IBM Watson Addresses 'Key Bottleneck in Cancer Genomics'

Roxanne Nelson, BSN, RN

July 21, 2017

A human–machine interface can significantly speed up the analysis of whole-genome sequencing, which in turn may address a "key bottleneck in cancer genomics," according to the authors of a new paper.

In a proof-of-concept study, published online in Neurology: Genetics, IBM's supercomputer Watson was able to interpret data much quicker than a team of experts.

The supercomputer  took 10 minutes to come up with conclusions that were similar to those reached by the team of experts after 160 hours of analysis.

The IBM Watson Genomic Analytics (WGA) is an automated system for prioritizing somatic variants and identifying drugs. In this study, it processed genomic data from a whole-genome sequencing and tumor RNA sequencing from a glioblastoma, as well as abstracts and full-text articles from PubMed.

The authors note that combining artificial intelligence with the whole-genome sequencing of tumor DNA could help clinicians pinpoint potential targets and therapies more efficiently. This is particularly important for aggressive cancers, such as glioblastoma, for which the 5-year survival rate peaks at 17%.

"Whole-genome sequencing is complex in terms of volume and increased amount of information," said study author Robert Darnell, MD, PhD, Heilbrunn Professor and Senior Physician at the Rockefeller University, New York City.  "This reaches into many areas of interpretation — from technical to biologic interpretation."

"To scale this, we envision a need for a human–machine collaboration to help teach — and ultimately training sets for artificial intelligence — machines to be able to do many of the aspects of scaling," he told Medscape Medical News.

Teaming Up With Watson

In the current study, Dr Darnell and a research team from the New York Genome Center, Rockefeller University, and IBM used a beta version of Watson for Genomics to interpret whole-genome sequencing from one patient with glioblastoma.

The patient had undergone an initial resection and was subsequently diagnosed with glioblastoma. After the procedure, he developed right-sided hemineglect and right/left confusion, became somnolent, and required another resection and ventriculoperitoneal shunt placement.

Two months later, he completed radiation therapy with concurrent temozolomide, and then completed three more cycles of adjuvant temozolomide at 5 months after the initial resection. His disease was progressive, and his oncologist recommended enrollment in a clinical trial targeting PIK3 and MET alterations. However, he declined rapidly, was no longer eligible for the trial, and died 8 months after the first surgery. This was shorter than the median survival time for this tumor type.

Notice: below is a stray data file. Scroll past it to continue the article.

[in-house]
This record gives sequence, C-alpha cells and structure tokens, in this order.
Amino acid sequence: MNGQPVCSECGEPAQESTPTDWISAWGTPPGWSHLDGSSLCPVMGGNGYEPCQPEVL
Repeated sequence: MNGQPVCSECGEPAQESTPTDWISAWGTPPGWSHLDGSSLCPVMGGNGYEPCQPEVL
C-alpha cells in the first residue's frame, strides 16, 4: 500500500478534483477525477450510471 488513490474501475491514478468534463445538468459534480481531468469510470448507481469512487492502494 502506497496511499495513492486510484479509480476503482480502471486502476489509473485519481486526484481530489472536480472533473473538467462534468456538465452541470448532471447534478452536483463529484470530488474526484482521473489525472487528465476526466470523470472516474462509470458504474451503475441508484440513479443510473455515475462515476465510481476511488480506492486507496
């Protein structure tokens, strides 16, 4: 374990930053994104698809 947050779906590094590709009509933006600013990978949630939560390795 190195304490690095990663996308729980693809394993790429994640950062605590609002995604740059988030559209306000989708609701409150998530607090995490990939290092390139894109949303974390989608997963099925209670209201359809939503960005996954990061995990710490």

"This highlights one of the challenges of the clinical application of precision medicine technology," note the authors, emphasizing that the identification of targets and potentially useful drugs in a timely manner is only the first step.

"Drug and drug trial access is crucial to determine the benefit of this approach in cancer management," they write

In this case, the patient was helped "on paper," Dr. Darnell explained. "We identified a potentially relevant NIH [National Institutes of Health]-sponsored clinical trial with targeted therapies that matched the mutations/pathways seen with WGS [whole-genome sequencing] and RNA sequencing that were not otherwise visible," he said. "The referring physician was interested in pursuing this option."

However, the tumor progressed rapidly, despite treatment with standard therapy. "Time was a big variable in his outcome," Dr Darnell said. "This case therefore illustrates the potential and the challenge of where high-end cancer genomics is at and where it is headed."

The study was supported by an unrestricted grant from IBM to the New York Genome Center and from New York Genome Center internal funds. Dr Darnell serves on the Scientific Advisory Board at the New York Genome Center, Roundtable on Translating Genomic-Based Research for Health at National Academy of Medicine, and Stanford Medicine Board of Fellows. He holds patents for use of BET inhibitors to treat neurodevelopmental disorders and epilepsy; has received honoraria from Lennart Philipson Memorial Lecture, Uppsala University, Sweden; has received research support from IBM, Sohn New York City Collaboration for Pediatric Cancer Research, Starr Cancer Consortium, and the NIH. He is a Howard Hughes Medical Institute investigator, and he owns stock in Amgen, Illumina, and Agios. Several of the coauthors also have disclosed relationships with industry.

Neurol Genet. Published online July 11, 2017. Full text

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